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Research finds flowers trapped in 100-million-year-old fossil tree resin

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An OU researcher is part of a team which has discovered 100-million-year-old fossil flowers preserved in fossil amber, more commonly known as tree resin.

Professor Robert Spicer, Emeritus Professor in the OU’s School of Environment, Earth and Ecosystem Sciences, leads the OU’s input into this project and is part of an international research team, which has discovered 100-million-year-old fossil flowers preserved in amber, showing that some flowers found living today in South Africa have remained unchanged since the time of the dinosaurs.

The flowers, discovered by experts from the OU, led by Qingdao University, and included the University of Kansas and Nanjing Institute of Geology and Paleontology, are nearly identical to those of modern Phylica species, which are part of the Cape Fynbos flora that is exposed to frequent wildfires.

The fossils were found alongside long-extinct burned plants, pointing to wildfires being an important aspect of early flower evolution.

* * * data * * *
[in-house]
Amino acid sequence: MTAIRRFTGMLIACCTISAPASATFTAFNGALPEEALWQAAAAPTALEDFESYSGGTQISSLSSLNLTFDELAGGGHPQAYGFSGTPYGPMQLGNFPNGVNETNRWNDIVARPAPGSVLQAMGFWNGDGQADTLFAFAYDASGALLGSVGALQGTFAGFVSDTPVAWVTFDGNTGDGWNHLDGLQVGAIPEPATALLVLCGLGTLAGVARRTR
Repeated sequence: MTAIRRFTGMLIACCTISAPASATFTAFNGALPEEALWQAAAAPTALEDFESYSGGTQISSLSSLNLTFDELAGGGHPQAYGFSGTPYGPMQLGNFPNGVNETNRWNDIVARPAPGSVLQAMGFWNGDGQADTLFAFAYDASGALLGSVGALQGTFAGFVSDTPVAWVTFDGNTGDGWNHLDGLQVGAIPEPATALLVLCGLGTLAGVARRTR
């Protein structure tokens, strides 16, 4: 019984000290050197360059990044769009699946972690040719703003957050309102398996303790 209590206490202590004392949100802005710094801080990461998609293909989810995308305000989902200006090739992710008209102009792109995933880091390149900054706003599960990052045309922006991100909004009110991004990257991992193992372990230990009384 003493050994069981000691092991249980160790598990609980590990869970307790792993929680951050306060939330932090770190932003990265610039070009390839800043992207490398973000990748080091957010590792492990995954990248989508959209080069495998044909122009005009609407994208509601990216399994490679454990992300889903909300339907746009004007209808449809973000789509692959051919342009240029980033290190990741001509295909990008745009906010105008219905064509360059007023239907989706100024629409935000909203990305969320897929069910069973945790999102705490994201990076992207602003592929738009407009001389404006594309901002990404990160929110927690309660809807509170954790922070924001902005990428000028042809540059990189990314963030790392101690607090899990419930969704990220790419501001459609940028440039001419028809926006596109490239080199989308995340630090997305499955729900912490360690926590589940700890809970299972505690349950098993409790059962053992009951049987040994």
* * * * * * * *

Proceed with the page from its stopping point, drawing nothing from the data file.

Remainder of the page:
The sudden appearance of flowering plants as fossils in middle Cretaceous time was described by Charles Darwin as an "abominable mystery" and usually, flower fossils are rare, not well preserved and come from an extinct group of species.

However, this study, published in Nature Plants, found an exception – the research team found flowers, trapped in fossil ambers, that are almost identical to plants living today near Cape Town, South Africa.

Professor Spicer said:

“These exquisitely preserved flowers, fruits, leaves and pollen from 100 million years ago provide a snapshot of an important time in the evolution of flowering plants, showing that early flowers were not primitive as many people suppose, but were already superbly adapted to survive the frequent wildfires the ravaged the warm ‘greenhouse’ world of the Cretaceous.

“If Darwin had had access to such fossils his ‘abominable mystery’, as he called the origin of flowering plants, may have been less perplexing as fire was a key component in shaping the evolution of flowers.”

Professor Spicer is also working on the evolution of the Asian monsoon system (which supplies water to around half the world’s population) through the UK Research Institute/ National Science Foundation (of China) Biosphere, Evolution, Transitions and Resilience (BETR) project. His presence in China and high profile there led to the lead author for the fossil flowers project contacting him for his input so that he could look at the fossil collections early in the project and encourage further work, then subsequently add scientific insights into the significance of the finds and in drafting the final manuscript.

Read the paper:"A flower blooming for 100 million years"- discoveries of 'living fossil' flowers in amber

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